Seventh Circuit Court of Appeals Affirms Lower Rulings Denying Discharge of Student Loan Debt

In a case decided earlier this month, the Seventh Circuit Court of Appeals affirmed a bankruptcy court’s decision not to allow a debtor to discharge $260,000 of student loan debt. Although student loan debt is generally not dischargeable in a bankruptcy, if a debtor can show that repaying the debts would cause an undue hardship on their life, the Court should allow the debts to be discharged in the proceeding.

graduation-1426997The debtor and appellant in Tetzlaff v. Educational Credit Management Corporation argued that as a 56-year-old unemployed man living with his mother and suffering from mental health issues, he would be unable to repay the debt and suffer undue hardship if he was unable to discharge the debts. The bankruptcy court applied the legal standard for proving undue hardship and ruled that the debtor was employable and could repay the debt it he wanted to, and the Seventh Circuit affirmed.

The Standard for Undue Hardship to Justify the Discharge of Student Loan Debts

Bankruptcy courts can and do allow the discharge of student loan debts when the debtor demonstrates that repayment would cause them undue hardship. Prior court decisions have developed a standard to decide what a debtor must prove to qualify for the undue hardship exception, which consists of three factors that must be met.

First, a debtor must show that they would be unable to maintain a minimum standard of living for themselves and their dependents if they are required to repay the loans. Second, the debtor must demonstrate that this state of affairs, the inability to maintain a minimum living standard, is likely to continue for a significant portion of the repayment period. Third, the debtor must have made a good-faith effort to repay the loans.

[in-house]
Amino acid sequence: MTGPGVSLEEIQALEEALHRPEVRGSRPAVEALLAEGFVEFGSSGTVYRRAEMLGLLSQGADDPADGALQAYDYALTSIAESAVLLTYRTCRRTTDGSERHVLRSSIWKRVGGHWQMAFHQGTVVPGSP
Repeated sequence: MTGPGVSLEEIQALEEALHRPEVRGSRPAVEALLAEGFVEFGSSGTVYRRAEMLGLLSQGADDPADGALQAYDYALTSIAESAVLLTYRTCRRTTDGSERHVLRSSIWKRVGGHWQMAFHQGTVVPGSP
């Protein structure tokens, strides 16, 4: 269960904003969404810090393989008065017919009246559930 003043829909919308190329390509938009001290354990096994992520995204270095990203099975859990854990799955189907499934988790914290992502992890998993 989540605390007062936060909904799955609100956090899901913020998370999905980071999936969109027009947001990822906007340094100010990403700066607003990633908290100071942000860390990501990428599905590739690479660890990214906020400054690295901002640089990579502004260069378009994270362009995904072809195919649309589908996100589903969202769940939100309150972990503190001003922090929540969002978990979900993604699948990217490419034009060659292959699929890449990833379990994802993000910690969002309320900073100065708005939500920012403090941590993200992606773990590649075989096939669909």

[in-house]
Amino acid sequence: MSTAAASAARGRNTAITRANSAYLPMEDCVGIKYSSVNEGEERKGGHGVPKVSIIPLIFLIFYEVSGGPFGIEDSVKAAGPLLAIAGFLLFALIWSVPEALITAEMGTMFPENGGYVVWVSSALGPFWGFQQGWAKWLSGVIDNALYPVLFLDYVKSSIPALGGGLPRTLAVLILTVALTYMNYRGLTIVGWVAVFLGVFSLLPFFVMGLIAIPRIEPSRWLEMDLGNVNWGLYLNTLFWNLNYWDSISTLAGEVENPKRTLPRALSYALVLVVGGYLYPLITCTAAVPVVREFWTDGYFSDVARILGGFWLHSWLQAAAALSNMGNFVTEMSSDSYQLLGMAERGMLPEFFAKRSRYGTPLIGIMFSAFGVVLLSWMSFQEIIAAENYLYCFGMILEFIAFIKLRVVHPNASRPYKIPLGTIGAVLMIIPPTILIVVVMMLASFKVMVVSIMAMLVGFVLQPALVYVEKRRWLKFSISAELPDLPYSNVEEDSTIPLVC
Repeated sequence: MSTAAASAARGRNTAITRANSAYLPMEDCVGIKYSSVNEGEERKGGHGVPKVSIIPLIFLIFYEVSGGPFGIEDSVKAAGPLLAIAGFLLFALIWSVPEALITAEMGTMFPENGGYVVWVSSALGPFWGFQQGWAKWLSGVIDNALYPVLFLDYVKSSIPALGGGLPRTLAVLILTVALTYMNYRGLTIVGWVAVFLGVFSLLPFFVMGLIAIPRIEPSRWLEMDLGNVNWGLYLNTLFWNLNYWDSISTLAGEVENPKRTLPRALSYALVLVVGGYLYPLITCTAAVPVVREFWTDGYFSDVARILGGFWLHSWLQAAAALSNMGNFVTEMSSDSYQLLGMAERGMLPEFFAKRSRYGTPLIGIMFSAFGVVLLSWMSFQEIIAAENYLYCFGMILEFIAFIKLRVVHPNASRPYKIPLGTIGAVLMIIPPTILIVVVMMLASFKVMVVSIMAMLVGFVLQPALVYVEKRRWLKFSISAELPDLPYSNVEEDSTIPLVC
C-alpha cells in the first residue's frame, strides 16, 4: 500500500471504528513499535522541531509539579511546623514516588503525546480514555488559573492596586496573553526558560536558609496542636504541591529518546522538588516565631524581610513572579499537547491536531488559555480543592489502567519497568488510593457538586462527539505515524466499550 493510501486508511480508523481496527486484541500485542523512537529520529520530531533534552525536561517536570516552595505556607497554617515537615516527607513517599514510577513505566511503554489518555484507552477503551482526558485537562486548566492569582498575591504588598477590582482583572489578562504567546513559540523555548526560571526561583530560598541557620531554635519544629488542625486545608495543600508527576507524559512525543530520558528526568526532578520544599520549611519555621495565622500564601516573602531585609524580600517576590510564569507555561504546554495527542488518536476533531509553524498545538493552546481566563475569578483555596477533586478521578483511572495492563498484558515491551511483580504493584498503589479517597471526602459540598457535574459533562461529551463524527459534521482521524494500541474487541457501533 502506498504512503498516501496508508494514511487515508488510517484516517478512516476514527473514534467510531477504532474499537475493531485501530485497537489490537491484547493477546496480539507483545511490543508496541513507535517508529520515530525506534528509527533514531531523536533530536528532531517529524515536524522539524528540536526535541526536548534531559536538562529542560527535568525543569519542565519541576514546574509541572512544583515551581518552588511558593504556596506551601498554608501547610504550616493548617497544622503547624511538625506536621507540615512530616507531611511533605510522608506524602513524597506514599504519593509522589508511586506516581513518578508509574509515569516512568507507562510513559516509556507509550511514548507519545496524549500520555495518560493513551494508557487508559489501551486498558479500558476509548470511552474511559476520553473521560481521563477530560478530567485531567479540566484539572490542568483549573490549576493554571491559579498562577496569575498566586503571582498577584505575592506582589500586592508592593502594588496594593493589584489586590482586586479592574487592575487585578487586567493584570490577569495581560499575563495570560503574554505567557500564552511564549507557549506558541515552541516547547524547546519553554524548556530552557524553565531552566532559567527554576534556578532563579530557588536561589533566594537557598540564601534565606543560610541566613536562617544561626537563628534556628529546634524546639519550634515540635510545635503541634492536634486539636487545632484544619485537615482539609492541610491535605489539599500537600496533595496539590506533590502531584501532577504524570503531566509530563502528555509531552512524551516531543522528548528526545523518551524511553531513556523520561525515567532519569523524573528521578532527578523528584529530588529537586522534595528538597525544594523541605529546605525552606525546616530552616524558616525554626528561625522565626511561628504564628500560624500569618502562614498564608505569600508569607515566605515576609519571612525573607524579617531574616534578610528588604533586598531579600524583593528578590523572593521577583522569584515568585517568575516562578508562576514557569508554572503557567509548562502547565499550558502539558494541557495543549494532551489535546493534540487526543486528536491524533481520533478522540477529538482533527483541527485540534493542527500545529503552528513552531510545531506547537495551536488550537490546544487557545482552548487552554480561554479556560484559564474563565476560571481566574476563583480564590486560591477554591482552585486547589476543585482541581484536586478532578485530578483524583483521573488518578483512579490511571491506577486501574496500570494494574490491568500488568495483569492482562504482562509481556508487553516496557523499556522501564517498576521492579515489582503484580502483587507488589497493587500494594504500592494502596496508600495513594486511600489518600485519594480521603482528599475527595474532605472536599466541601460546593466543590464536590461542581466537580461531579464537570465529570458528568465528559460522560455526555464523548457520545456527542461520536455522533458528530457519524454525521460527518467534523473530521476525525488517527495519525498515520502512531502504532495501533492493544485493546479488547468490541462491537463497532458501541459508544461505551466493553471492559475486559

The bankruptcy court in this case ruled that the debtor did not meet the second and third prongs of the test. Ruling that his situation was not likely to persist, the court noted that he had an MBA, was not mentally ill, and had the ability to obtain and hold a job that would allow him to repay his loans. The court further noted that he hadn’t made any payments on the loans, and that he did not make a good-faith effort at paying them off. The Seventh Circuit largely left these factual findings up to the discretion of the bankruptcy court and allowed the ruling to stand. The student loan debts will not be discharged.

Bankruptcy Can Still Help Debtors with Large Amounts of Student Loan Debt

Although the courts in this case ruled that the debtor would not suffer undue hardship, many debtors are able to demonstrate that repayment would cause undue hardship, warranting the discharge of student loan debts. Consulting and obtaining skilled legal counsel improves a debtor’s chances of discharging their student loan debt in a Chapter 7 bankruptcy. The experienced Louisville and Southern Indiana bankruptcy attorneys at the Schwartz Bankruptcy Law Center may be able to help you get your student loan debts discharged along with your other debts as part of a bankruptcy. Don’t be discouraged by large amounts of student loan or other debt. The Schwartz Bankruptcy Law Center can help. Call 866-366-3328 today to schedule a risk-free consultation, or contact us through our website.

More Blog Posts:

Florida Doctor Gets Prison Time for Bankruptcy Fraud after Concealing Assets from Bankruptcy Trustee, Kentucky Bankruptcy Lawyers Blog, published May 1, 2015.

Supreme Court Ruling Allows Bankruptcy Judges to Decide Issues Outside of a Bankruptcy with the Parties’ Consent, Kentucky Bankruptcy Lawyers Blog, published June 9, 2015.

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